HALL: Yeah.

EISENBERG: ...The show.

HALL: My pleasure.

EISENBERG: So I thought it was very interesting that as you were trying to find your way in your acting career, you had a lot of odd jobs. You sold knives.

HALL: I did.

EISENBERG: You sold suits.

HALL: I did - not very well, but I did.

EISENBERG: You sold toys.

HALL: I did.

EISENBERG: You were a furniture mover and OR recovery room technician.

HALL: I - yeah, basically I kept the towel warmer full and just did whatever the nurses told me to do. And I took people back to their rooms, which I think technically I wasn't supposed to do, but I did.

EISENBERG: (Laughter) OK, they were like, whatever, that's fine.

HALL: Yeah.

EISENBERG: Bartender, busboy - what's the gig that sticks with you, maybe haunts you?


HALL: Probably recovery room technician.


HALL: Yeah, just being the first thing people saw when they woke up from anesthesia.


EISENBERG: That sounds terrible.

HALL: Yeah.

EISENBERG: Frightening.

HALL: And intubation breath is the worst breath.


HALL: That first exhale when you're, like, on the elevator and they're facing up at you and there's just nowhere to go, yeah.

EISENBERG: Yeah. Suit salesman - was that a good job, fun?

HALL: I was terrible at that job.

EISENBERG: OK (laughter).

HALL: It was one of the few places I left my application. I got the job, and the next thing I know, I was, like, marking somebody's suits for alterations. I had no idea what I was doing.


EISENBERG: In 1999, you meet director Sam Mendes, who people know from "American Beauty" and "Road To Perdition." He decides to direct "Cabaret" on Broadway...

HALL: Right.

EISENBERG: ...Which was huge.

HALL: Right.

EISENBERG: And Alan Cumming's - is cast as the emcee.

HALL: Right.

EISENBERG: He leaves.

HALL: Yeah.

EISENBERG: You are brought in.

HALL: Yeah.

EISENBERG: And did you tell them at the time that you had formerly played the role in college?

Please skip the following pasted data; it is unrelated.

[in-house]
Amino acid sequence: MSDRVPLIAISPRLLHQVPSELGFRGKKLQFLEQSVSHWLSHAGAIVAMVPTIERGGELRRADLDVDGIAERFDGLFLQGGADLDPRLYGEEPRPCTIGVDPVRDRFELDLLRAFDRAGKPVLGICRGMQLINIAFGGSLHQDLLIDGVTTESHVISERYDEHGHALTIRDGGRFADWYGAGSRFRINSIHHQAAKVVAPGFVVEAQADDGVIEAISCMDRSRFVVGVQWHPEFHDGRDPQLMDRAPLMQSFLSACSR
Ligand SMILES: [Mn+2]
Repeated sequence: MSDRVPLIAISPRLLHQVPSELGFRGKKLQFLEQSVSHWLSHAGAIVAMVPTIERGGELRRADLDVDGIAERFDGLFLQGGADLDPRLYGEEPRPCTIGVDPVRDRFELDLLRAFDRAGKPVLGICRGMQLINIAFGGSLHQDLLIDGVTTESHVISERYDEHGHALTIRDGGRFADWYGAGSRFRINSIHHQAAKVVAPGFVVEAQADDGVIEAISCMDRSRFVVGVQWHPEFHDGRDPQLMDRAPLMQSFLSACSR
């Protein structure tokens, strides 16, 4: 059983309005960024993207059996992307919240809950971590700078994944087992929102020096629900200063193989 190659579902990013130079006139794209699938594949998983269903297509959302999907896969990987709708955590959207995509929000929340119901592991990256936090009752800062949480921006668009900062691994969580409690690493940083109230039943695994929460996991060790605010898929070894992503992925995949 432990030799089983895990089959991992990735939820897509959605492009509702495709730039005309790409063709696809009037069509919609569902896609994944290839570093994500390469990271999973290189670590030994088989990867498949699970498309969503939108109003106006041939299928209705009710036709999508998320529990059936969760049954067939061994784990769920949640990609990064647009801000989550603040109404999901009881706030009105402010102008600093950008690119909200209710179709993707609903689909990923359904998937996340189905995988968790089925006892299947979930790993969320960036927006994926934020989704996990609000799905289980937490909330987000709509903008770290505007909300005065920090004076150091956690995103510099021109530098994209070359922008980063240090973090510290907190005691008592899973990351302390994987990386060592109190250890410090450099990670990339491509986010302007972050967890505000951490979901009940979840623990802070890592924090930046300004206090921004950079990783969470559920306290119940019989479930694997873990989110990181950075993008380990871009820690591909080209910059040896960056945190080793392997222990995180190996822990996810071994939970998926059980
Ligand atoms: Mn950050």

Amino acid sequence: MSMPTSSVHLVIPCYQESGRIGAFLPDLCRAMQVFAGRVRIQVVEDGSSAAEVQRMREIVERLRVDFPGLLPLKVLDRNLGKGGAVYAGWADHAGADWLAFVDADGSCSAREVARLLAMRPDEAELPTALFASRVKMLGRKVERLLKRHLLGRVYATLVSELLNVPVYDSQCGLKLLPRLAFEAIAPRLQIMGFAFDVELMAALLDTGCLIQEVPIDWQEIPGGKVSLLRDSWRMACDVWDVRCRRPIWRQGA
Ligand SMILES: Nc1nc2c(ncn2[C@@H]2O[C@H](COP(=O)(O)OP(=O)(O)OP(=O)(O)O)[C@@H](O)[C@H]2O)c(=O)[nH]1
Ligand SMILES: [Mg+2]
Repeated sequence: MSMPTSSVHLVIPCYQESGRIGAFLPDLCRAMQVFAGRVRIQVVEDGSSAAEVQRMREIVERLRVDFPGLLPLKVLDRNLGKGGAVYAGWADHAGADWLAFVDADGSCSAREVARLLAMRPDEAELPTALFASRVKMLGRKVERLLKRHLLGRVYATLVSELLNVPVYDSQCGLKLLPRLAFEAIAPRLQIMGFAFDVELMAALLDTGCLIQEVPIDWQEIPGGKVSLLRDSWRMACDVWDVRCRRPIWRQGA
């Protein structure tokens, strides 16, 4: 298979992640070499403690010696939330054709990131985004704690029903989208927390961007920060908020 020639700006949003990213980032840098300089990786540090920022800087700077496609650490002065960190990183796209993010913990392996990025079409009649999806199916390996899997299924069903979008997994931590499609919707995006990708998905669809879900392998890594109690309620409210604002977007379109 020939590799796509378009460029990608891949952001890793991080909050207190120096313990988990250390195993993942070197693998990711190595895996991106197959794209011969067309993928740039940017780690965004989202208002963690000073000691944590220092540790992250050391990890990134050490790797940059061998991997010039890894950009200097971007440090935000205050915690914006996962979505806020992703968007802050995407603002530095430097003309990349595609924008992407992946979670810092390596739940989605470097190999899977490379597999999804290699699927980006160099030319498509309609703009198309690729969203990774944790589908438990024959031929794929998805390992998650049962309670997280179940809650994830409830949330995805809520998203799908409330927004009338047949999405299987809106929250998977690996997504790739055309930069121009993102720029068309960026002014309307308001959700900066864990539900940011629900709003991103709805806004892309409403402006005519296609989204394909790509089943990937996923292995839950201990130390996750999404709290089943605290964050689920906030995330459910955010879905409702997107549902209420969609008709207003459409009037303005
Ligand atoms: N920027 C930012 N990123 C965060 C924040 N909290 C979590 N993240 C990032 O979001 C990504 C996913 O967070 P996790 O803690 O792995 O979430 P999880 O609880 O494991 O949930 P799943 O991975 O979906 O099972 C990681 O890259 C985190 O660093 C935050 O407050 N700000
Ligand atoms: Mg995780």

HALL: I did not.

EISENBERG: So - but just so people know...

HALL: Yeah.

EISENBERG: You did play the role - that role.

HALL: I did. I did. I was - I did a workshop of a musical that Sam Mendes directed, and it coincided with him needing to find someone to replace as the emcee. The timing was good. He saw something that made him think that maybe I'd be right for it. I was called at noon. I went in at 6 to do what they called a work session. And I found out, like, at 7:30 I got the job. And then I went to see the show that night. I hadn't seen it before. But I didn't tell them when I came in at 6 after having found out just six hours ago that I was going to audition that I'd played the part in college. They were, like, wow, he really learned those songs...



HALL: ...Quick. And I just was, like, yeah, they're catchy...


HALL: ...You know?

EISENBERG: So you play a serial killer on "Dexter." You play this character who's a part of a funeral director family on "Six Feet Under"...

HALL: Yeah.

EISENBERG: ...Who is gay. And you have said that friends and family sympathized more with the serial killer than they did...


HALL: Yeah.

EISENBERG: ...With the...

HALL: I mean, I grew up in North Carolina, and both my parents were from a very small town and somewhat conservative. And maybe just the horizons on certain levels aren't so broad maybe. But yeah, I didn't really appreciate just how much David Fisher freaked my family out until I came home after they'd seen "Dexter," and they're like, you're so great as Dexter. You know, just, I love the way you killed those people. But...


HALL: I hate the way you kissed that man, you know?



HALL: What are you going to do?

EISENBERG: I mean, let's be honest. You did play a very likable serial killer.

HALL: Yeah.


HALL: Yeah.

EISENBERG: But I have to imagine your role as David Fisher - I mean, I was just - I savored every single second of "Six Feet Under." And I loved your character. And I imagined that many people watching who were thinking about their identity were very moved to have this on television for them.